Objects and Ornaments
In the earlier 17th century, ornaments were few in comparison to later centuries; many were decorated functional items, predominantly used in social dining, which provided opportunities to exhibit expensive tableware. But with increased trade and manufacturing both provoking and responding to a rise in consumerism, a greater range of objects became available not only to the wealthier ‘middling’ sort, but also those of lesser means, such as the husbandman.
17th century English wine glasses (above), and bottles (below), Jamestown, Virginia, US[xxxv]
Within affluent households, objects of silver, and imported ‘china’ (porcelain), could be displayed to demonstrate status and position – particularly if embellished with the heraldic device of the family. Glass vessels were not yet commonly used, but were increasingly found within such houses, as were glass bottles.
Reproduction 17th century slip-decorated earthenware, pewter plat, and glasses, on oak display shelf (Photo NEN)[xxxvi]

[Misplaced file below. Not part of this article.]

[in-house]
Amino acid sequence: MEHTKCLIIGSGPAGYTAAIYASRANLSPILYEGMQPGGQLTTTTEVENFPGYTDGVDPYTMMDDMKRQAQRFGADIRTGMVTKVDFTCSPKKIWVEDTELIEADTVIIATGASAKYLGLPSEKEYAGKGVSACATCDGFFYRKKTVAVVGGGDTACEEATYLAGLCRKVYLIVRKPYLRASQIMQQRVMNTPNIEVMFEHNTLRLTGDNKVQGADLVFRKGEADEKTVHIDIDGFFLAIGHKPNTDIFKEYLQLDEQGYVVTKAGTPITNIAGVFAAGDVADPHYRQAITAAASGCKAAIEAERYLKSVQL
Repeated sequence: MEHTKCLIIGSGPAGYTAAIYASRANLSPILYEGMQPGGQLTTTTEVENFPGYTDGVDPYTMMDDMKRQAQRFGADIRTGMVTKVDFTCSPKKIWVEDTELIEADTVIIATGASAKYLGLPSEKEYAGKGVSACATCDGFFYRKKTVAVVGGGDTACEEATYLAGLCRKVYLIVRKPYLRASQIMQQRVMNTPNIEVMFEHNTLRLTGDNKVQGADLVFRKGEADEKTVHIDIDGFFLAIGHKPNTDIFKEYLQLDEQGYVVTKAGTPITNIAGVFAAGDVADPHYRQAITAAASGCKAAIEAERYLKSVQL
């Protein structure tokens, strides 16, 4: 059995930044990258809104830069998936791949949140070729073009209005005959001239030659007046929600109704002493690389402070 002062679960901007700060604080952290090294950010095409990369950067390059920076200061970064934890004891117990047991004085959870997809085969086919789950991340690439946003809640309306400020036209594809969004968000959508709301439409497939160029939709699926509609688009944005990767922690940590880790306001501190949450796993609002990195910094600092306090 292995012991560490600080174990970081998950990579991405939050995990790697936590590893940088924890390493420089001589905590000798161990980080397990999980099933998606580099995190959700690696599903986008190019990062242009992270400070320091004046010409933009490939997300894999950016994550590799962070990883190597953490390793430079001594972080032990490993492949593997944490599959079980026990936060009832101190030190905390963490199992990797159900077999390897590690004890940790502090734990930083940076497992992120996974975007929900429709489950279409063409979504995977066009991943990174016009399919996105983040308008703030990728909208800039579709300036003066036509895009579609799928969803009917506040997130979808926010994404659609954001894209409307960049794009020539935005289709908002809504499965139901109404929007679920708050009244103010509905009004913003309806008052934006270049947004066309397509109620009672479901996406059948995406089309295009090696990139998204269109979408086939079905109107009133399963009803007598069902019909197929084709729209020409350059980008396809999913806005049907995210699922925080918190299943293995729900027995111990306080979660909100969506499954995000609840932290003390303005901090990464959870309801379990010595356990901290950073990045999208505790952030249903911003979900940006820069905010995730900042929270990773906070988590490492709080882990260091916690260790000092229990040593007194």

Yeoman households used pewter (in imitation of silver), and when affordable, tin-glazed earthenware (cobalt blue decoration on a white – pale blue ground) imported from Holland (and subsequently made in England), Italy and France, some of which imitated finer, eastern, ceramics. Stoneware from Germany was also used (up until the middle of the century, brown salt-glazed Bellarmine ‘Bartmann’ or ‘beardman’ ware, shown here, and from the later 17th century, grey and cobalt blue Westerwald ware, shown here, both illustrated in the image beneath the photo below).
17th century English tin-glazed earthenware (above), and German stoneware (below), found at Jamestown, Virginia, US[xxxvii]